while the remaining resistances R3 and R4 are placed between
A H and H K respectively. The battery B is connected to AK,
and the galvanometer to H D. The thermometer being set to
freezing point, the pointer D is xotated till at D, and the resistance
r is adjusted till the galvanometer G reads zero. DX then indicates
32° F, or o° C, according to the scale adopted. If N be now
subjected to a higher temperature, G will be out of balance till D
be sufficiently raised, and the point on the circle where balance is
restored will show true temperature of N, for the leads ee and bb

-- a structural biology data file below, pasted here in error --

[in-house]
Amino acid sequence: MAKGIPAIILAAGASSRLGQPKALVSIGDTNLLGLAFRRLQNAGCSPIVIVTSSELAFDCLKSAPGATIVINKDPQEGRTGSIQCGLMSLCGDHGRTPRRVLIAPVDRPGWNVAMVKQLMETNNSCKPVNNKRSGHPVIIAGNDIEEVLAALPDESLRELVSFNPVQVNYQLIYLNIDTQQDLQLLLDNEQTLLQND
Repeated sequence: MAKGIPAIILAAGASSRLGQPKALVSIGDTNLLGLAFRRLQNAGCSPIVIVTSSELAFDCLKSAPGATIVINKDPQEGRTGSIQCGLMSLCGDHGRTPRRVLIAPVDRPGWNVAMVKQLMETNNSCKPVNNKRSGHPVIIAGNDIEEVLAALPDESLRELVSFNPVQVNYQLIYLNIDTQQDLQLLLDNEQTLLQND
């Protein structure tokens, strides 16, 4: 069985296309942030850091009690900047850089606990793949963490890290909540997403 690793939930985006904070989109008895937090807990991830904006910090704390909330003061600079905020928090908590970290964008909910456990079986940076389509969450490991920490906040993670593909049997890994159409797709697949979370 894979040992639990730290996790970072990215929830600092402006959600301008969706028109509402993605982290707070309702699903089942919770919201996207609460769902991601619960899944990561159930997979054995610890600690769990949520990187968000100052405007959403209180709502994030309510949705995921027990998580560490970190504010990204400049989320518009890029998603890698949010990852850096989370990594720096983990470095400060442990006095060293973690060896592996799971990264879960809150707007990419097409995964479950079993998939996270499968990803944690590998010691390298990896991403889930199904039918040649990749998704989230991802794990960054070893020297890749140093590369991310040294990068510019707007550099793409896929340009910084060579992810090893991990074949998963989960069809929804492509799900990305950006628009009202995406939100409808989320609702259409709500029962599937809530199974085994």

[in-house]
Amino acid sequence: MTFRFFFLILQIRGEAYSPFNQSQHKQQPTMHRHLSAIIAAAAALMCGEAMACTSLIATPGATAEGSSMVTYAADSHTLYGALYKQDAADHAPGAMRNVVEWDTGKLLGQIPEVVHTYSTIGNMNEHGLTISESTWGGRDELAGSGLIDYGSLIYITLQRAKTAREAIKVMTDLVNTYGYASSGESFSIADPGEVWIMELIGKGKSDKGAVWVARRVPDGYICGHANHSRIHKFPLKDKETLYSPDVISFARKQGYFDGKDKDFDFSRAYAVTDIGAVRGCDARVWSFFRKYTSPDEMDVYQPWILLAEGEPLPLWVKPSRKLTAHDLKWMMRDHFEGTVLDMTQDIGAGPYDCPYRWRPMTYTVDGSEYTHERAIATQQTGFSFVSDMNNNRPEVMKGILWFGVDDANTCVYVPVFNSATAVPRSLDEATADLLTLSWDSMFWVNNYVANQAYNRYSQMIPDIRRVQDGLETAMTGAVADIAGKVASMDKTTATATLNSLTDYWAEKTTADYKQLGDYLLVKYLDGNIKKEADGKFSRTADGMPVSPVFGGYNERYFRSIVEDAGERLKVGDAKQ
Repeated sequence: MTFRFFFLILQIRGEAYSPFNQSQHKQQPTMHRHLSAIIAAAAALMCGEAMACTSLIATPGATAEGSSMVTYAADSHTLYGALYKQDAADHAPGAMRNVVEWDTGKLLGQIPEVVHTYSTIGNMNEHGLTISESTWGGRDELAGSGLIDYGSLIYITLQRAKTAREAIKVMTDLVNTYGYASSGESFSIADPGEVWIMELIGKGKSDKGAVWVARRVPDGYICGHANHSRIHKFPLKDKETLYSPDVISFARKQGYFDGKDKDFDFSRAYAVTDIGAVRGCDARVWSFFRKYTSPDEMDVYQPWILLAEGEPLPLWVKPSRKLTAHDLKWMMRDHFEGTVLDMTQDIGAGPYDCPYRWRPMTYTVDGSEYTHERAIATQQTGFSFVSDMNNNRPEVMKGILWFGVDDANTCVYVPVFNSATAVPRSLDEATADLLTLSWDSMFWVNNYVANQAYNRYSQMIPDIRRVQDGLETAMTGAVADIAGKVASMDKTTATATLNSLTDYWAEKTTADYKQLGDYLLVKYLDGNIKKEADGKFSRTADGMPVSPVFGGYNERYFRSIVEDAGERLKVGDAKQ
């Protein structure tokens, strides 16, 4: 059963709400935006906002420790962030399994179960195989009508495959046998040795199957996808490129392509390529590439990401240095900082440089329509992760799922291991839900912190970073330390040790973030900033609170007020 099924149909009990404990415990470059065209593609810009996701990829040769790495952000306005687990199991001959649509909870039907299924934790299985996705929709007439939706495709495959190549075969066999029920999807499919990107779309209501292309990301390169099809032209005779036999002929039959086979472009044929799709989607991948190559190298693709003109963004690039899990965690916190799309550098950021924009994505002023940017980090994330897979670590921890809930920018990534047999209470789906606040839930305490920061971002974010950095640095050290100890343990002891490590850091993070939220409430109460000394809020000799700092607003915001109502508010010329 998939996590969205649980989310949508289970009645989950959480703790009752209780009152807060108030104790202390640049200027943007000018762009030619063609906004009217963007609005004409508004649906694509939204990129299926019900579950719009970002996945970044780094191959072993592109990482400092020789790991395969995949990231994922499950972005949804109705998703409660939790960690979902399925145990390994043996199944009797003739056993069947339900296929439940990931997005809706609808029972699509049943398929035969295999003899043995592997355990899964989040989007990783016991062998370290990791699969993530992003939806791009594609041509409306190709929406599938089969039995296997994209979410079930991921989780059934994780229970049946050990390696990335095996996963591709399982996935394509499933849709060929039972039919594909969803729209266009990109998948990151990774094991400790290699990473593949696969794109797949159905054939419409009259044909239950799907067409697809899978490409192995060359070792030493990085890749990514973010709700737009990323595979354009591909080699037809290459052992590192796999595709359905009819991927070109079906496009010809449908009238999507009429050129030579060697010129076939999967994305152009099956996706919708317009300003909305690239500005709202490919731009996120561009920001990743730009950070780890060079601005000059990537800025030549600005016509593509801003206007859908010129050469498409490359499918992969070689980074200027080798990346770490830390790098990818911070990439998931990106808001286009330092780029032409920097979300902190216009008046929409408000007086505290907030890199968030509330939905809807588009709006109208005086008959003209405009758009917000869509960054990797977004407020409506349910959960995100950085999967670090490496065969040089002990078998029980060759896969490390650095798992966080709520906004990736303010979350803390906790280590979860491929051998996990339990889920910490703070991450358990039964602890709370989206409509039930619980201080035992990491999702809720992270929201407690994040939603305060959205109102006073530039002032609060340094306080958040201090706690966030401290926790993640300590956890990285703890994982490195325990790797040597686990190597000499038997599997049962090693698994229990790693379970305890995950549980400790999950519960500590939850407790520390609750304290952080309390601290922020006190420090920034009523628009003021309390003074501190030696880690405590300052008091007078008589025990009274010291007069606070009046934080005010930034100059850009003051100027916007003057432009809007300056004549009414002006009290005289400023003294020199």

are mutually opposing resistances, and the net result wfil be the
resistance of coil N only. The platinum thermometer gives
consistent readings up to about 1000° C. or 1800° F. It is also
very delicate, and very respondent, the changes being taken up
without any measurable lag, and it is equally, true for high or
.low temperatures. By balancing N'S resistance against one
slightly less,, a dead-beat galvanometer will autographically trace
a temperature-time curve (see p. 876).
P. 590* Combination of Boyle's and Charles' Laws.
—The formula P V oc r can be rigidly proved by step-by-step
process. In the following columns the pressure, volume, and
absolute temperature of a gas are gradually changed, the first
three lines under Boyle's law, where pressure x volume is
constant and temperature invariable; and the last two lines under
Charles' law, where volume -T- absolute temperature is constant,
and pressure invariable. In either case multiply or divide out the
respective columns and verify.
Pressure. Volume. Abs. Temp.